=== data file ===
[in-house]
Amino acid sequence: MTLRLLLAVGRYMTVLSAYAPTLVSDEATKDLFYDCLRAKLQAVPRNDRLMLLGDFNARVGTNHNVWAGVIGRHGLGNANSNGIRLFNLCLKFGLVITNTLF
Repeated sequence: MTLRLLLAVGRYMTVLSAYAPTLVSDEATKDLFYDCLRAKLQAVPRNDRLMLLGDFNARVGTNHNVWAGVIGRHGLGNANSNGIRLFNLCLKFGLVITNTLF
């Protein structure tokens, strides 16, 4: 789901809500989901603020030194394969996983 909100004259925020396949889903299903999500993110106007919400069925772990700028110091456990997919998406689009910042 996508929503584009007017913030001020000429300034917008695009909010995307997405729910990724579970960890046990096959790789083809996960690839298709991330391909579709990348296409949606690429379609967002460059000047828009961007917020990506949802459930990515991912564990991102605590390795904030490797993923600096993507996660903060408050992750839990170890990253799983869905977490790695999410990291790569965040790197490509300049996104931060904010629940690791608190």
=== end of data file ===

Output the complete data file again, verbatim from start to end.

[in-house]
Amino acid sequence: MTLRLLLAVGRYMTVLSAYAPTLVSDEATKDLFYDCLRAKLQAVPRNDRLMLLGDFNARVGTNHNVWAGVIGRHGLGNANSNGIRLFNLCLKFGLVITNTLF
Repeated sequence: MTLRLLLAVGRYMTVLSAYAPTLVSDEATKDLFYDCLRAKLQAVPRNDRLMLLGDFNARVGTNHNVWAGVIGRHGLGNANSNGIRLFNLCLKFGLVITNTLF
């Protein structure tokens, strides 16, 4: 789901809500989901603020030194394969996983 909100004259925020396949889903299903999500993110106007919400069925772990700028110091456990997919998406689009910042 996508929503584009007017913030001020000429300034917008695009909010995307997405729910990724579970960890046990096959790789083809996960690839298709991330391909579709990348296409949606690429379609967002460059000047828009961007917020990506949802459930990515991912564990991102605590390795904030490797993923600096993507996660903060408050992750839990170890990253799983869905977490790695999410990291790569965040790197490509300049996104931060904010629940690791608190």